Survivors seek food after tsunami

Some of the thousands left homeless by a tsunami ventured back into the devastated Solomon Islands town of Gizo Tuesday, picking their way through rickety buildings in search of food and water.

Survivors seek food after tsunami
Some of the thousands left homeless by a tsunami ventured back into the devastated Solomon Islands town of Gizo Tuesday, picking their way through rickety buildings in search of food and water.

But most were still too scared to leave the hillside, where they have been camped out since a powerful undersea earthquake sent waves up to 30 feet high crashing into the South Pacific country's islands.

At least 28 people had been confirmed dead in the Solomons from Monday's tsunami and quake, measured at a revised magnitude of 8.1 by the US Geological Survey. The victims included a bishop and three worshippers killed when a wave hit a church on the island of Simbo and a New Zealand man who drowned trying to save his mother, who remains missing.

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Another five unconfirmed deaths were reported in neighboring Papua New Guinea. Officials said the total was likely to rise once communication with surrounding villages on the island is restored.

"Some settlements have been completely wiped out by the waves," Alfred Maesulia, information director in Prime Minister Manasseh Sogavare's office, told The Associated Press.

Villagers on Simbo, Choiseul and Ranunga islands also reported deaths and widespread destruction.

Up to 4,000 people were camped on a hill behind Gizo (pronounced GEE-zoh), said Alex Lokopio, premier of Western Province, which includes the town of 7,000. Many were too scared to return to the coast amid more than two dozen aftershocks, including at least four of magnitude-6 or stronger.

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The first television footage of the devastated region taken by helicopter showed building after tin-and-thatched-roof building collapsed along a muddy foreshore. Men, some shirtless and wearing shorts, picked through the debris. Some buildings leaned awkwardly on broken stilts.

Lokopio said few of the homeless had even basic supplies, and that their situation would turn desperate within days without help.

Danny Kennedy, a dive shop operator, said teams from the hillside camp had ventured into town looking for bottled water and other supplies — and found a mess.

"Unfortunately a lot of the stores, their cargo has fallen from the higher shelves and covered lower things, and the buildings are quite unstable," Kennedy told New Zealand's National Radio.

Deputy police commissioner Peter Marshall said officials would tolerate survivors taking goods until emergency supplies arrived.

"They are desperate times in Gizo," he said. "And we've got to be practical."

A police patrol boat carrying emergency supplies arrived in Gizo from Honiara, the capital, overnight and three private charters were due on Tuesday. Australian and New Zealand military helicopters, part of an island security force, also were expected to assist with relief.

The quake struck shortly after 7:39 a.m. Monday (4:39 p.m. EDT Sunday) six miles beneath the sea floor, about 25 miles from the western island of Gizo, the USGS said.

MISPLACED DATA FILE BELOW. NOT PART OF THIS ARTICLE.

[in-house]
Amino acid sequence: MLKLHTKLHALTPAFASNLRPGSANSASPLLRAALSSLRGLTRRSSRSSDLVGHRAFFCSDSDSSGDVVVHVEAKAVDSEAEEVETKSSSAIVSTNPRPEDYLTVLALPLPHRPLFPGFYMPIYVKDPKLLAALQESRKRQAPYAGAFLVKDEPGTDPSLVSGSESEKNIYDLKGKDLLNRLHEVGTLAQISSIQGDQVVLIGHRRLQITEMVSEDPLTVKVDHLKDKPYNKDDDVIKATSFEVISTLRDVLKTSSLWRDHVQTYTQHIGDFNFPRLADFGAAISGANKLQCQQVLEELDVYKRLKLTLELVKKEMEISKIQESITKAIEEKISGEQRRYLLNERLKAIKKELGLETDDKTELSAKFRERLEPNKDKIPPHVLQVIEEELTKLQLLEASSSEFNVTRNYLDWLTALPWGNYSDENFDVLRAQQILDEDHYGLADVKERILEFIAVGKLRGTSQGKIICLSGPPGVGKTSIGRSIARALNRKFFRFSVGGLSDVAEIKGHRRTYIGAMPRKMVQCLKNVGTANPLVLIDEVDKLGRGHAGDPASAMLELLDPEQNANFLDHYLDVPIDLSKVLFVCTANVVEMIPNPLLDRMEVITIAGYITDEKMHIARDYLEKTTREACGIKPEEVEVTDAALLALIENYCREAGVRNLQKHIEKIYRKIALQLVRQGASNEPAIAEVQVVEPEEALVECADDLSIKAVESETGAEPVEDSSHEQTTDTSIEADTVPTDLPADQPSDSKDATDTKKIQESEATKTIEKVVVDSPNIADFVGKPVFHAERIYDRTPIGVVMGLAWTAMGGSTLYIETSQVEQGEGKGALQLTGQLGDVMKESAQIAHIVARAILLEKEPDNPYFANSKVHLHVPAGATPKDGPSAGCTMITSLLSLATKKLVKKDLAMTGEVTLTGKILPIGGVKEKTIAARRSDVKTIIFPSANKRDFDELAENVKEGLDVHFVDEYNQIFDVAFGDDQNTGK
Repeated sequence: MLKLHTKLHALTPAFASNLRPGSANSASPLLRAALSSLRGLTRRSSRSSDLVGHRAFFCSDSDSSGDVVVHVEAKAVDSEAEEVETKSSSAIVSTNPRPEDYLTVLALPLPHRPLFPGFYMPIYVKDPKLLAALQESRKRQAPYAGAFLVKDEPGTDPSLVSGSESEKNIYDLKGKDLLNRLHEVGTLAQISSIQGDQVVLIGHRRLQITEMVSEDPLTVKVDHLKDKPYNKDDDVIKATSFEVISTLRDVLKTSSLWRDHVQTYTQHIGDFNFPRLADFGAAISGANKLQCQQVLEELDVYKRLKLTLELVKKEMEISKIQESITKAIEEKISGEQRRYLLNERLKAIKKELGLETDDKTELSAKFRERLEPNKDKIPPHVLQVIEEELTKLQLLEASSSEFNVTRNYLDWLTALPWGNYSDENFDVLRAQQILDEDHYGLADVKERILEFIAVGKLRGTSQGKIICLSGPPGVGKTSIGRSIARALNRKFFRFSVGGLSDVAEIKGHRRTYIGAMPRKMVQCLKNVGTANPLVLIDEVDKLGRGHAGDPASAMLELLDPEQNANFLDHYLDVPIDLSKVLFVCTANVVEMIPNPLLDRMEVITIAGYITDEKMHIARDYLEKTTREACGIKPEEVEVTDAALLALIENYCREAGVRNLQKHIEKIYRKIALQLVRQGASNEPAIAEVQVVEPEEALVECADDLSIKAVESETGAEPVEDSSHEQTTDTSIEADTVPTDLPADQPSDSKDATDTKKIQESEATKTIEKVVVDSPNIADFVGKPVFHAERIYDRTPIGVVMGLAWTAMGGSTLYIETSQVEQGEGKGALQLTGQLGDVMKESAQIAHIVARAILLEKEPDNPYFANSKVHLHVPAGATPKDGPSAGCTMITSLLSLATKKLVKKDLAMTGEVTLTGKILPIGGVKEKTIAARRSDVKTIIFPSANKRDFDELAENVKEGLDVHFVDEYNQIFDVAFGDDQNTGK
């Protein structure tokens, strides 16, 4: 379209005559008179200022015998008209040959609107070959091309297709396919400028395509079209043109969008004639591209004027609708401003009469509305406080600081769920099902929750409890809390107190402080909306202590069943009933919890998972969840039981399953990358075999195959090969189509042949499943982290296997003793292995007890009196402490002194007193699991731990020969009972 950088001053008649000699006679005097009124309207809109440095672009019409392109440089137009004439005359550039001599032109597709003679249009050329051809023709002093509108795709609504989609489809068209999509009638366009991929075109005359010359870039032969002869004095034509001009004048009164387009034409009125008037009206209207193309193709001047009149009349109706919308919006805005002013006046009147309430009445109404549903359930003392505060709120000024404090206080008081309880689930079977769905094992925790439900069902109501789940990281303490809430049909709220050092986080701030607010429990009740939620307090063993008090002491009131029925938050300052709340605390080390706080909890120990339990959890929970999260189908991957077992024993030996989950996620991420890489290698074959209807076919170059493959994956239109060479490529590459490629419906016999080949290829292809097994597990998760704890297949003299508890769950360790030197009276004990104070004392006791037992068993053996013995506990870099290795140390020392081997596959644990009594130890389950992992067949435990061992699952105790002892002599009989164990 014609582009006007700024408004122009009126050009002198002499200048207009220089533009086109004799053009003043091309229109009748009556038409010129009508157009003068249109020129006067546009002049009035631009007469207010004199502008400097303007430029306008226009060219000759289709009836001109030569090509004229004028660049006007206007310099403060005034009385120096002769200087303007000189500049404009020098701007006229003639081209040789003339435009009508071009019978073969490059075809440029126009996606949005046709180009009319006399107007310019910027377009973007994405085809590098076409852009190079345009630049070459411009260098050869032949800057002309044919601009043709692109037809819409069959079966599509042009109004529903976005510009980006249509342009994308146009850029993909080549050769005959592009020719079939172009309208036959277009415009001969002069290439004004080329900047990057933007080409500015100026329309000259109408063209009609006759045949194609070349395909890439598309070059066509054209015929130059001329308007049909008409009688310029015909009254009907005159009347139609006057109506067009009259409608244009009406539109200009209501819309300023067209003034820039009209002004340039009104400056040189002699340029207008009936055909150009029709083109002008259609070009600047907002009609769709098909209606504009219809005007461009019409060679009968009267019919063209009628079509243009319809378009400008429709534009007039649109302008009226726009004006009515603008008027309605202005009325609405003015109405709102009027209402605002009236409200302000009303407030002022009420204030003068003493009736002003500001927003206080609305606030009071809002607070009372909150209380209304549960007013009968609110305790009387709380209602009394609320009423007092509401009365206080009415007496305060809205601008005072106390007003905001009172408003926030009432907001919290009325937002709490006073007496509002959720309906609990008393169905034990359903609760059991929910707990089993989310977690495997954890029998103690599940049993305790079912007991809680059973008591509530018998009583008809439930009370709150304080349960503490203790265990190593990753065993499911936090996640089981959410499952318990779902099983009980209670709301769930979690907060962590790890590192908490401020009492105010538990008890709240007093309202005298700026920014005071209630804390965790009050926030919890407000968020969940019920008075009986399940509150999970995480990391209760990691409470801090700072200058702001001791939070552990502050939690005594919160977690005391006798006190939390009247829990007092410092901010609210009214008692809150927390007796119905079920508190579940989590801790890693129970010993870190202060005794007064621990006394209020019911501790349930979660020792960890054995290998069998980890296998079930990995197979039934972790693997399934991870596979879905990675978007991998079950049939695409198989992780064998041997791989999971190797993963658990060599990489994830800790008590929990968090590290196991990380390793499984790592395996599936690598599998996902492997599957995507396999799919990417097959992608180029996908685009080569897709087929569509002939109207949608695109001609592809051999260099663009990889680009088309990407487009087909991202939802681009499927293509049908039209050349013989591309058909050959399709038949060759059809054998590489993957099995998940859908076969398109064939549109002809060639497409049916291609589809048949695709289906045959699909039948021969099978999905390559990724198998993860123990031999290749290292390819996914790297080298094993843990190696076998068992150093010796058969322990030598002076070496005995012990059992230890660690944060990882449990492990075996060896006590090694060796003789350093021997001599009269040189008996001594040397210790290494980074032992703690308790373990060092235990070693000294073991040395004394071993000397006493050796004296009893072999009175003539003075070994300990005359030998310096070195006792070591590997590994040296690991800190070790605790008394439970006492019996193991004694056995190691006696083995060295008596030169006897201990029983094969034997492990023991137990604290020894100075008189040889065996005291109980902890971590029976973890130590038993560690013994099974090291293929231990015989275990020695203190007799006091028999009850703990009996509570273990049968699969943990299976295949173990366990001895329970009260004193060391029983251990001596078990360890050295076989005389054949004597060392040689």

The quake set off alarms from Tokyo to Hawaii, testing procedures put in place after the 2004 Indian Ocean disaster that left 230,000 dead or missing in a dozen countries.

But because of Gizo's proximity to the epicenter, the destructive waves hit before an alarm could be sounded.

"There wasn't any warning — the warning was the earth tremors," Lokopio told New Zealand's National Radio. "It shook us very, very strongly and we were frightened, and all of a sudden the sea was rising up."

Within five minutes, a wall of water up to 16 feet high plowed into the coast, inundating homes, businesses, a hospital, schools and two police stations, witnesses and officials said. Phone and power lines were downed, and the main airport damaged.

"It was just a noise like an underground explosion," Gizo resident Dorothy Parkinson told Australia's Nine Network television. "The wave came almost instantaneously. Everything that was standing is flattened."

Maesulia, the prime minister's spokesman, told the Sydney Morning Herald that some coastal villages were struck by waves up to 30 feet tall, although most reported heights of between 9 and 15 feet.

Sogavare declared a national state of emergency and held meetings with the impoverished country's aid donors.

"We were lucky it happened during the day time and the people observed that the sea receded and that that was a sign that something was not right and most people moved to higher ground," Sogavare said.

U.N. Secretary-General Ban Ki-moon said the world body had a humanitarian team ready to deploy to the Solomon Islands and has offered assistance to the government. More than 200 islands with a population of about 552,000 people make up the Solomon Islands. They lie on the Pacific Basin's so-called "Ring of Fire," an arc of volcanos and fault lines where quakes are frequent.

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Güncelleme Tarihi: 20 Eylül 2018, 18:16
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